Portraits of Wildflowers

Perspectives on Nature Photography

Archive for December 2020

Wildflowers at the end of the year

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On December 29th I went over to the strip of land between Arboretum Drive and the Capital of Texas Highway to photograph some Mexican hats (Ratibida columnifera) that I figured would be there. And they were there. The sky was heavily overcast and the breeze didn’t stop blowing, but you do what you can with what you get. I set a shutter speed of 1/640 to contend with the wind, which actually blew some of the ray flowers into uncharacteristic positions that allowed for novel portraits. Because the light was low I used flash; that sometimes left the clouds looking unnaturally dark, which created the extra drama you see above. As time passed the sky remained overcast but turned lighter shades of gray, as shown in the picture below of a different Mexican hat flower head about half an hour after the first one.

Adjacent to the Mexican hats, most of the goldeneye bushes (Viguiera dentata)
had gone to seed but a few were also still pushing out new flowers:

And so this fatal year has reached its final day.
Are better times to come? It’s “yes” we hope to say.

© 2020 Steven Schwartzman

Written by Steve Schwartzman

December 31, 2020 at 4:36 AM

More Texas red oak

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Among the last displays of colorful fall foliage in Austin each year is that of the Texas red oak, Quercus buckleyi, as seen here from Great Hills Park on December 15th. (The oaks are young and slender; the large trunks are from other kinds of trees.) Now it’s two weeks later and I’m still finding some red Texas red oak leaves, including a few in our back yard.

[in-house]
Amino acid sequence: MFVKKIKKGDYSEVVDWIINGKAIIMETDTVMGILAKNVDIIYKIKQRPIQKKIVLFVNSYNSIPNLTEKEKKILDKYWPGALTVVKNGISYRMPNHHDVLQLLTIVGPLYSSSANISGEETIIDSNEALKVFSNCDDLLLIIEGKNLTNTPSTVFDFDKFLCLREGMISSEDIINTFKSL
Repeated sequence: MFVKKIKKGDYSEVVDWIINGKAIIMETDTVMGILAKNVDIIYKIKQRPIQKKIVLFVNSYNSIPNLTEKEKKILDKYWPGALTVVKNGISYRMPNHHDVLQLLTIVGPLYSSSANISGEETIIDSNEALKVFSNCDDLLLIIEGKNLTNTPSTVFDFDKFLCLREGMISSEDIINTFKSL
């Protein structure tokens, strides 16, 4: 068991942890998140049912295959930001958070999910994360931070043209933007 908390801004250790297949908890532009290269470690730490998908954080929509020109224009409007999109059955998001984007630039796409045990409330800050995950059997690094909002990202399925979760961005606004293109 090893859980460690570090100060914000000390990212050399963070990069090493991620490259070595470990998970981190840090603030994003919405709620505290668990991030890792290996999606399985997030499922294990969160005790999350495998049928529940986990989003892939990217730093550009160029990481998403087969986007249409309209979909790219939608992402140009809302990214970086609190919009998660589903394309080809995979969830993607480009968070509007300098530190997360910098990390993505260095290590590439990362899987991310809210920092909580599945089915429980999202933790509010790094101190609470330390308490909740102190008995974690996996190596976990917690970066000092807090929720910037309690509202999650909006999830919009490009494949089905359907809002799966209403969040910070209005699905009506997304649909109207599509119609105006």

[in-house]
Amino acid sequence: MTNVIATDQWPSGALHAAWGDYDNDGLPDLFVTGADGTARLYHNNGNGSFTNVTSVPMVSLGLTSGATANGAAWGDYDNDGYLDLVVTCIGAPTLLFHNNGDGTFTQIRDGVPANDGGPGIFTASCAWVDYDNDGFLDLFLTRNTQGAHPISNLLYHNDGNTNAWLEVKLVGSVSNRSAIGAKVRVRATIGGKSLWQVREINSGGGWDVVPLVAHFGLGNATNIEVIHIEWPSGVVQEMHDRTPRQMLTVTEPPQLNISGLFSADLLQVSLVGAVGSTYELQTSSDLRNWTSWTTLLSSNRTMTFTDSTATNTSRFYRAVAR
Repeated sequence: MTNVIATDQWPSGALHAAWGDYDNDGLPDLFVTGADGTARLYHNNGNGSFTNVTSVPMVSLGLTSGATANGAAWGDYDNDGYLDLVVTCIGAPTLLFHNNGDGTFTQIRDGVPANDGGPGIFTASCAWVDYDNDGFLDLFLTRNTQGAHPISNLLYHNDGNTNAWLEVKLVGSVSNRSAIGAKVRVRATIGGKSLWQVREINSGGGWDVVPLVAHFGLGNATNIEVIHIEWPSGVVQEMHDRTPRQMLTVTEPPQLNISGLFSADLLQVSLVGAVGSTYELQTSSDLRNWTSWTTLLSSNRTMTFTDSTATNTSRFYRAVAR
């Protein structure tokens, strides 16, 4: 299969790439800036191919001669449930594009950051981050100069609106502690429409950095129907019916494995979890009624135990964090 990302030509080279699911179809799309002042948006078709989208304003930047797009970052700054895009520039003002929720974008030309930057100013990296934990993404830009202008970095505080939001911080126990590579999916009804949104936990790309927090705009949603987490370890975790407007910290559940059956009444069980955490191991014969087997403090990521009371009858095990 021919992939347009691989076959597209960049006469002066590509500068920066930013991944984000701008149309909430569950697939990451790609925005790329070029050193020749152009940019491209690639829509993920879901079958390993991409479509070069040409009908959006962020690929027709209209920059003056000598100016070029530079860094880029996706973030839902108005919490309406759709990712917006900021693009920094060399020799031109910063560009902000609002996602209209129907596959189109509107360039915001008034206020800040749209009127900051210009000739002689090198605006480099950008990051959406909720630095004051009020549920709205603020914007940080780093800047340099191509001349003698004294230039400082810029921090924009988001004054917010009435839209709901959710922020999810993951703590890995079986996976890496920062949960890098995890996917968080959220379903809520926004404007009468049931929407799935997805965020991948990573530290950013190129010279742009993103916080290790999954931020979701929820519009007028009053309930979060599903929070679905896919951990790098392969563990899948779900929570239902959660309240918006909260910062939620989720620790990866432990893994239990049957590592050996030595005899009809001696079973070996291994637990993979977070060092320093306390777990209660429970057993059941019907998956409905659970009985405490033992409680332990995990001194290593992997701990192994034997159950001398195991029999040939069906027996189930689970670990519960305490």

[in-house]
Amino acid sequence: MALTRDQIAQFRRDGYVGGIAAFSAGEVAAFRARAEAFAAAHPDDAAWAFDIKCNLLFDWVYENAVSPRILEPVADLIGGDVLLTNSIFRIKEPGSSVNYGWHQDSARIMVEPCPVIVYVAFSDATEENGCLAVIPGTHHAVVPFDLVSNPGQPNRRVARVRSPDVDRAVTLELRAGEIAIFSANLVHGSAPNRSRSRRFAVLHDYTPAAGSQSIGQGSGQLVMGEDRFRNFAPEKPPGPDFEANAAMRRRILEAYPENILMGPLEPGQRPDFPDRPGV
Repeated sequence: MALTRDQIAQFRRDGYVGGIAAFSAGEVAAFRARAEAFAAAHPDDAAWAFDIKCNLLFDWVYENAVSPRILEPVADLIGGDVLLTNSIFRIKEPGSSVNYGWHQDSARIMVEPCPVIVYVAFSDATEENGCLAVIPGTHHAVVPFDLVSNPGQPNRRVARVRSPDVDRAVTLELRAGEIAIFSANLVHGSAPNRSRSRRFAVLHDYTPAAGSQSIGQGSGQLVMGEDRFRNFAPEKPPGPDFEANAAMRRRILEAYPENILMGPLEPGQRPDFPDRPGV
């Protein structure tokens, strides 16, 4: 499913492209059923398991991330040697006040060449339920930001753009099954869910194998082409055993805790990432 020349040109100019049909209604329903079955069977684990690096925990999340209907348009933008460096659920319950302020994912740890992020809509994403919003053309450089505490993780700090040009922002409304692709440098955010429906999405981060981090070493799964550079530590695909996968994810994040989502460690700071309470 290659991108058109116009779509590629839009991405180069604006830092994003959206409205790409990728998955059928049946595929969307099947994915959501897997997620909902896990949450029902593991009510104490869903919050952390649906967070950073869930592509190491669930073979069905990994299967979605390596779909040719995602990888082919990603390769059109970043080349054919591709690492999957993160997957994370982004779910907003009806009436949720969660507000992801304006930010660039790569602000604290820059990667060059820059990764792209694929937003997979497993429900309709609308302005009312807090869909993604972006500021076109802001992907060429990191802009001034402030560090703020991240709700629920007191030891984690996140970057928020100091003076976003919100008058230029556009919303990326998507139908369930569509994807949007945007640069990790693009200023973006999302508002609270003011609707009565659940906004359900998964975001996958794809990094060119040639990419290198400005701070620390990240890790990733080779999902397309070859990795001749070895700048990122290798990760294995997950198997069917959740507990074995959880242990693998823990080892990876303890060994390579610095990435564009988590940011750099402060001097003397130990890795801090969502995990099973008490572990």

Sensorily and psychologically it seems that red is the most fundamental color, and it’s a truism of linguistics that the first color word a language creates is the one for red. The Indo-European language root representing the color red has been reconstructed as *reudh-, which is still recognizable thousands of years later in native English red and ruddy. Red-related words English has acquired directly or indirectly from Latin, which is a cousin of English, include rufous, rubeola, ruby, rubidium, rubicund, rubefacient, rubella, robust, rouge, roux, and russet. (If you’re puzzled about robust, it’s based on Latin rōbur, which designated a type of red oak tree; robust conveys the strength of that tree rather than its color.) From Greek, also a relative of English, comes the erythro– in technical terms like erythrocyte and erythromycin.

© 2020 Steven Schwartzman

Written by Steve Schwartzman

December 30, 2020 at 4:39 AM

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Late-in-the-year scenes along Brushy Creek

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On December 17th we walked a section of Brushy Creek in far north Austin that was new to us. In the first picture you see how the slender leaves of a black willow tree (Salix nigra) had turned yellow and fallen onto the creek’s surface next to a colony of cattail plants (Typha domingensis), some fresh and others dried out. Nearby it was dead cattails that did the falling:

The image below shows dry goldenrod plants (Solidago sp.)
on the creek bank by dense tangles of vines and now-bare branches.

If you’re interested in the art and craft of photography, point 15 in About My Techniques pertains to all three of the pictures in today’s post. And if you’d like to go off on a bit of a maximalist tangent, you can check out Victorian interiors and certain modern décor.

© 2020 Steven Schwartzman

Written by Steve Schwartzman

December 29, 2020 at 4:41 AM

Zipper

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Had I ever seen flanges on the young limbs of cedar elm trees (Ulmus crassifolia)? Sure, it’s a common feature. Had I ever seen a flanged cedar elm limb looking as much like a zipper as the one I encountered in Cedar Breaks Park on Lake Georgetown on December 8th? No, and that’s why I’m featuring it here. The red in the background came from the many little fruits of a possumhaw tree (Ilex decidua).